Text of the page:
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It's funny because I think exactly the opposite: that evolution is self-similar with technology.

I think adaptations are best understood as a kind of technology, learned with our genes rather than our minds. The nerve cell is a technology, enabling rapid communication across communities of trillions of other cells. Hemoglobin is a technology. Multicellularity is a technology.

The mistake is maybe in assuming technological advance is monotonic. In the Polynesian diaspora, the bow and arrow was lost (probably due to island bottleneck effects). To appropriate a quote: "The arc of the moral universe is long, but it bends toward justice".

In both evolution and human technology, the arc is long and winding but it empirically bends towards greater complexity & capacity. You basically have to cover your eyes to claim otherwise.




> In both evolution and human technology, the arc is long and winding but it empirically bends towards greater complexity & capacity. You basically have to cover your eyes to claim otherwise.

Does it? The cockroach is more highly evolved than the human (many more iterations) and is quite well adapted, but does it exhibit "greater complexity & capacity"?

The human hair louse can only live on humans and is a different species from the human pubic louse (which can also only live on humans): do you consider this increased complexity and capacity?

That arc bends towards increased fitness in a given ecological/economic niche, but no more than that.


> That arc bends towards increased fitness in a given ecological/economic niche, but no more than that.

We went from single-cell -> multi-cell. Has the reverse ever happened? Maybe "fitness in a given ecological niche" is linked to complexity in some deep way.

I'm not sure how to define complexity. It isn't obvious that humans are "more complex" than cockroaches but it does seem obvious that humans and cockroaches are more complex than viruses and that life has become more complex over the last few billion years.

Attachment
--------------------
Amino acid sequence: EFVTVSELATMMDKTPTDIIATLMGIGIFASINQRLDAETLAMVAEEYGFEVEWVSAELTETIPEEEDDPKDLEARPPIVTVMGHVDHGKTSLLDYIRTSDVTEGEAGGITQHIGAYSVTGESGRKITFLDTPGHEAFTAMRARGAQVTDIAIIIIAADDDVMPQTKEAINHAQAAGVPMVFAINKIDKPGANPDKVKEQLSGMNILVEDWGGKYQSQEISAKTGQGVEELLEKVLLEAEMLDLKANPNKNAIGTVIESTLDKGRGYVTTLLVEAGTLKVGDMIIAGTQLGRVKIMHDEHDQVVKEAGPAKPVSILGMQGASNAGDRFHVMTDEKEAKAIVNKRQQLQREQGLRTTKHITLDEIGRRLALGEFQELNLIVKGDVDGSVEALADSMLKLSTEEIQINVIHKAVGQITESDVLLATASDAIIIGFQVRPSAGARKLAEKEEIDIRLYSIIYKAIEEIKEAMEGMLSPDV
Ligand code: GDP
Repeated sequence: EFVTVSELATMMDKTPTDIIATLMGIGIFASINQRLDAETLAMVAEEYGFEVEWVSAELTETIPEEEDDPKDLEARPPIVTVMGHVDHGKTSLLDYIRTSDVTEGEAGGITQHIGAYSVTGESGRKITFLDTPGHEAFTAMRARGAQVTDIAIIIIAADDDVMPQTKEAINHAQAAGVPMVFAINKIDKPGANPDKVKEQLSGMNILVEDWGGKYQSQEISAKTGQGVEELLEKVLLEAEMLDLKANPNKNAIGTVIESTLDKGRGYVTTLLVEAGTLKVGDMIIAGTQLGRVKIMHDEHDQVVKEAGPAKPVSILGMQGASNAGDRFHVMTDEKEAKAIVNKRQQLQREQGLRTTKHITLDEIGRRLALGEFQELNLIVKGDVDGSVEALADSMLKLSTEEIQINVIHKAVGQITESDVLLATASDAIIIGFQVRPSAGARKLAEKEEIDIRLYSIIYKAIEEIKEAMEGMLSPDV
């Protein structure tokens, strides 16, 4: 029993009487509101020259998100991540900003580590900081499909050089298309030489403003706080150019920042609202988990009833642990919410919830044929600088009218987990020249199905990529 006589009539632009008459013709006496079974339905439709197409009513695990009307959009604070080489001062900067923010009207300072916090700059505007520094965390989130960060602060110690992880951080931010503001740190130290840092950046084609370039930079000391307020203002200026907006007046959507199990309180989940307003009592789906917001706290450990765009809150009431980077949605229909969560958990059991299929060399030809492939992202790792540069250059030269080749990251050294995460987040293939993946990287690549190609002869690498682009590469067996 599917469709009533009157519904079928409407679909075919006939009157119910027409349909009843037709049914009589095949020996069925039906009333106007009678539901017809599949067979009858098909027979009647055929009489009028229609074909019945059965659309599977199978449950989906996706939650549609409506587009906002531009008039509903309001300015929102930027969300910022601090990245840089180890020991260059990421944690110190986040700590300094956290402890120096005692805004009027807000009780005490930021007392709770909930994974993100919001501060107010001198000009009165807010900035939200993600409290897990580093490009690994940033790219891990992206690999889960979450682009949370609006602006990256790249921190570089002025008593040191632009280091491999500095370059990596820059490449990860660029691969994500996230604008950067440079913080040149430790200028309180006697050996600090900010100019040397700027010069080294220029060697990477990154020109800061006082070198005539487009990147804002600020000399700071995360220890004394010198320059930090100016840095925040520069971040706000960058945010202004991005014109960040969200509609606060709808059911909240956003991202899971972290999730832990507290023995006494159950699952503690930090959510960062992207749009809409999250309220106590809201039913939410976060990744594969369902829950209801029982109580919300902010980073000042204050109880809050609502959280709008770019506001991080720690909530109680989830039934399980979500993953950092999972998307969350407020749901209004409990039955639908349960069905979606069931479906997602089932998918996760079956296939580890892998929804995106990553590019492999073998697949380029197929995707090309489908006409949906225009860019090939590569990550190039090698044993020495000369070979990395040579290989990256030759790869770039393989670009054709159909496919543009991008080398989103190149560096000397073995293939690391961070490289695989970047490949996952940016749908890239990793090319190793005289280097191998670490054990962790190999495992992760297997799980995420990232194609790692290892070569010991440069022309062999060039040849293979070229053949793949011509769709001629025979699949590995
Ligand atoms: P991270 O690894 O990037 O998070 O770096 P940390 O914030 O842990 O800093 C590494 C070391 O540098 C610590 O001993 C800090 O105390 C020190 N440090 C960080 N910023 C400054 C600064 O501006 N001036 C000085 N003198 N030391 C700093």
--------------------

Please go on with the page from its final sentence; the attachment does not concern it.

Actually yes, the reverse does occur in nature. There are viruses that scientists believe originated from more complex life forms into "simpler" ones. https://en.wikipedia.org/wiki/Giant_virus


Thanks, that's fascinating. Relevant part from wikipedia:

> Their discovery and subsequent characterization has triggered some debate concerning the evolutionary origins of giant viruses. The two main hypotheses for their origin are that either they evolved from small viruses, picking up DNA from host organisms, or that they evolved from very complicated organisms into the current form which is not self-sufficient for reproduction. What sort of complicated organism giant viruses might have diverged from is also a topic of debate. One proposal is that the origin point actually represents a fourth domain of life, but this is not universally accepted


Whales lost their legs when they adopted the ocean life. Do you consider them more or less complex? I’m not sure such a framing might even make sense.


Some parasites - although highly evolved for specific hosts - have simplified aspects of their own biology, such as ability to find food, by outsourcing it to their hosts.


Not complexity, but cockroaches are some of the most adaptable animals on Earth. They are very likely more so than their ancestors.

Evolution does clearly bend on the direction of inter-generational adaptability and evolution speed. Technology clearly bends on the direction of capacity. Both do those because there is a very simple selection rule applied to them.


A post I made a while back that seems relevant:

> The proteins in a cell form complex organelles, each with a specific role to play in the functioning of the cell. The cells in your body each specialize to constitute a complex, conscious organism. Likewise, you are part of a complicated social and technological network.[1] And just as the cell doesn’t ask the proteins what they think of their functions, our human ecosystem doesn’t care much what we think about it’s operation. As technology creates more and more refined models of the human body and mind we will find ourselves slotted more and more tightly into roles so the whole machine can operate more efficiently.

[1] https://faculty.ucr.edu/~eschwitz/SchwitzAbs/USAconscious.ht...


Does it necessarily bend toward justice?

Or does it just bend towards the survivability and spreadability of ideas and organisms?

What if a resilient society is also one which is really good at making its members feel alienated and desperate so that they'll join the legions? That society would be able to use that army to dominate the bodies of the Thracians and use Thracian slaves to build resilient physical structures which moved water and wheat to feed the desperate members of the society.

For a deeper exploration of this, I recommend the essay https://slatestarcodex.com/2014/07/30/meditations-on-moloch/




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